They all said it: Funding doesn’t have to come from a venture capitalist or an angel investor. It can come from crowdfunding, connections, and friends and family. And friends and family also provide emotional support. Patria-Kaye told everyone how her mother was her biggest supporter, and how that made a difference in her entrepreneurial journey. Craslyn emphasised the need to find a partner who understands the entrepreneurial endeavour, and supports what you are trying to do. The message was clear: Dis-count no one.
8. Help people.
All eight YLAI entrepreneurs emphasised the importance of providing help to other persons when in a position to do so. Latoya and Craslyn spoke about networking from this perspective: not just exchanging business cards, but actually listening to another person’s ideas and challenges, and then thinking of ways you can help, or of other resource persons you know who can assist. They also lamented the absence of an organised system that allowed start-ups to more easily connect with resource persons/groups. “Jamaica is full of innovation and raw creativity,” Latoya said, “but we’re lacking in organisation to match goodwill with projects.”
9. Hire dreambuilders.
Tishauna said she didn’t just hire competent people. She said she hired DREAMBUILDERS. Javette said one of the best pieces of advice he got came from another entrepreneur who told him to hire people with like passions. Nigel Clarke added to the mix, saying that entrepreneurs should outsource their weaknesses, because they need a full complement of skills.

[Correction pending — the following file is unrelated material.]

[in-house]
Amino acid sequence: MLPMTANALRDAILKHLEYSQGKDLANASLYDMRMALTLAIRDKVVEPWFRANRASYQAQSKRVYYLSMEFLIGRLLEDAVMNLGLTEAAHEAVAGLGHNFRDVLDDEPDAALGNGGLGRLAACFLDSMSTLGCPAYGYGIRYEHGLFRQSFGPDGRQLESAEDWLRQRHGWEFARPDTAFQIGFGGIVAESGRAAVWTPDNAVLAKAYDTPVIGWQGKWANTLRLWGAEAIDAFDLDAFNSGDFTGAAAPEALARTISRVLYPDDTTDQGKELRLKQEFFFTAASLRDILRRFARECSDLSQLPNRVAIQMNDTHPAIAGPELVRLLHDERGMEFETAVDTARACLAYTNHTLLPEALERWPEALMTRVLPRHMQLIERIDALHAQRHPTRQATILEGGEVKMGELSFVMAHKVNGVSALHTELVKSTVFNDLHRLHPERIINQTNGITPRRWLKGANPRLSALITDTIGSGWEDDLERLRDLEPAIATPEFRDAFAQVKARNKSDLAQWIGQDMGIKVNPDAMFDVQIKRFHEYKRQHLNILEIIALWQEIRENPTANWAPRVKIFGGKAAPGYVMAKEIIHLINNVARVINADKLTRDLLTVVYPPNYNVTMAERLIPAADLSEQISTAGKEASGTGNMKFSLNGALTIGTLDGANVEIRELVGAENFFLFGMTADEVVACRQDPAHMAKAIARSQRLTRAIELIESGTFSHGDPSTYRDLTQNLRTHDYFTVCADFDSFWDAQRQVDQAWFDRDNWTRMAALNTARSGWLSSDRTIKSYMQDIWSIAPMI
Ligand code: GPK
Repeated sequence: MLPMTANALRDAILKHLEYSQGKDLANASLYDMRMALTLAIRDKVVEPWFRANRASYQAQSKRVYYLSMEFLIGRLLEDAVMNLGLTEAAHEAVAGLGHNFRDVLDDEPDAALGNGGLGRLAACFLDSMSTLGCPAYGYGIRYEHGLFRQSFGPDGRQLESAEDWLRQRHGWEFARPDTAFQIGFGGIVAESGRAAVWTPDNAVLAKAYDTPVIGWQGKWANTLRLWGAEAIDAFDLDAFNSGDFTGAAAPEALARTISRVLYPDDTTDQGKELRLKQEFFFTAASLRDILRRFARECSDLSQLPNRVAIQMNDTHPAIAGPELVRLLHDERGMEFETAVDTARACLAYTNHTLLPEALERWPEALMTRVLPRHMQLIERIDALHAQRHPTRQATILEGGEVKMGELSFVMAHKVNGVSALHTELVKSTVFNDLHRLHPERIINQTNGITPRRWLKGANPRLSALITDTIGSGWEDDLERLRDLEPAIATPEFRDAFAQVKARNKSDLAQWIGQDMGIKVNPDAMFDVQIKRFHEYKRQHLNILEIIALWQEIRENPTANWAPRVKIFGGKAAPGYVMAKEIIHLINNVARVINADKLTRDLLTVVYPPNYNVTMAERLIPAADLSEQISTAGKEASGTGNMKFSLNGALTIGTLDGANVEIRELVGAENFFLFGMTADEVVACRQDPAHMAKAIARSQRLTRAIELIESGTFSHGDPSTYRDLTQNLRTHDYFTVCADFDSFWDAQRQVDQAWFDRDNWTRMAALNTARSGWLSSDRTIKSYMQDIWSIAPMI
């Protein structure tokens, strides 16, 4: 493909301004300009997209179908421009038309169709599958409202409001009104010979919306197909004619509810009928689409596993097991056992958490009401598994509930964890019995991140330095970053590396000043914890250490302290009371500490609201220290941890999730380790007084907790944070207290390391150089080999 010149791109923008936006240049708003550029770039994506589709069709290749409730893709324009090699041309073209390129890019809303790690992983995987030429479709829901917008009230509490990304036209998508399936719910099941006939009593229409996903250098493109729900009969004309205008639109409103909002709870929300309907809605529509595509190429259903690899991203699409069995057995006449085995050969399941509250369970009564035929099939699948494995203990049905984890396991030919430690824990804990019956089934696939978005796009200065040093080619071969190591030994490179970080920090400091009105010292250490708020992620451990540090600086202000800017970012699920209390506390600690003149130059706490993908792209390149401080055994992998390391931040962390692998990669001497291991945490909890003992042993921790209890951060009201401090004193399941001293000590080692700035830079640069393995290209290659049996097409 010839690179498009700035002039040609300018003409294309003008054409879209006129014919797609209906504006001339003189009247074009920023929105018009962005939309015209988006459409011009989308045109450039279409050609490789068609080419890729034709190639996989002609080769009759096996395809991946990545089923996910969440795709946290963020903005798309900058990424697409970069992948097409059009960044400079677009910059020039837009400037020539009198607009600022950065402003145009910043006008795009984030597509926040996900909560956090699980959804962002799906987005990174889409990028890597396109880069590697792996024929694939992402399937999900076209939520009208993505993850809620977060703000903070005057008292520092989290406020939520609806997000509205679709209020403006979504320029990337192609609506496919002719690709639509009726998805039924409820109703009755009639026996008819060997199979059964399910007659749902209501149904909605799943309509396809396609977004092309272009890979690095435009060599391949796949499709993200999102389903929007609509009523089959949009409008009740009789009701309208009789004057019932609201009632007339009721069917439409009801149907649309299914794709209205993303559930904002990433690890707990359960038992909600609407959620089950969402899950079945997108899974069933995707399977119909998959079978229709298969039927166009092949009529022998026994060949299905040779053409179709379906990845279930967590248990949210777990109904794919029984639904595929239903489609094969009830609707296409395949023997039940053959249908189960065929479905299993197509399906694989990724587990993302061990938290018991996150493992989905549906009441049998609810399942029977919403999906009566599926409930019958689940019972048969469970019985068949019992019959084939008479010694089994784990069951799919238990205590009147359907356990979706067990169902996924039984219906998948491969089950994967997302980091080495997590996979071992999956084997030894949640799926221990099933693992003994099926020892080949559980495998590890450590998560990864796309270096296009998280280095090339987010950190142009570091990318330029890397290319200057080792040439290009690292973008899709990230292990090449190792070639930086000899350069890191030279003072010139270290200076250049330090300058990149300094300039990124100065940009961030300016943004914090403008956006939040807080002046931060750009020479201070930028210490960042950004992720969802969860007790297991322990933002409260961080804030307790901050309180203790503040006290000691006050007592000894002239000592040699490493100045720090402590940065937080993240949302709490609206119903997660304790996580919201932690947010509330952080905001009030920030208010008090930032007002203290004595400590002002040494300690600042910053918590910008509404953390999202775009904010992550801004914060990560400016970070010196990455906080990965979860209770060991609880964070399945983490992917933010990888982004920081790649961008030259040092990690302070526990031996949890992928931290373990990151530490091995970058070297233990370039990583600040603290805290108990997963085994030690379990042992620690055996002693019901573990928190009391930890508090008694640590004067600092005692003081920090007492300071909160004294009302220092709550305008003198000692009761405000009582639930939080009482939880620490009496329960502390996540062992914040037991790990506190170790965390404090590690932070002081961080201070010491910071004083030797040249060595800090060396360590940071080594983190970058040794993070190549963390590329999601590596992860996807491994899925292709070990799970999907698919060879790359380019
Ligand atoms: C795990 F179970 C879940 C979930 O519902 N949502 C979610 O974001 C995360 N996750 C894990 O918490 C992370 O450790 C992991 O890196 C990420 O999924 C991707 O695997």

10. Pay yourself.
If you’re not paying yourself, said Javette, then what you are doing might as well be a hobby. He recommended paying yourself, so that when you start taking on employees, you will get into the habit of paying them, and also create the habit of building a sustainable business, i.e., one that is able to produce enough profit to pay the required salaries. Latoya was quick to point out that PROFIT is not a bad word, and that it’s okay to like nice things. She said that while personal sacrifices had to be made at times, persons (especially in the creative industries) had to learn to treat their businesses as serious for-profit ventures, and not merely hobbies.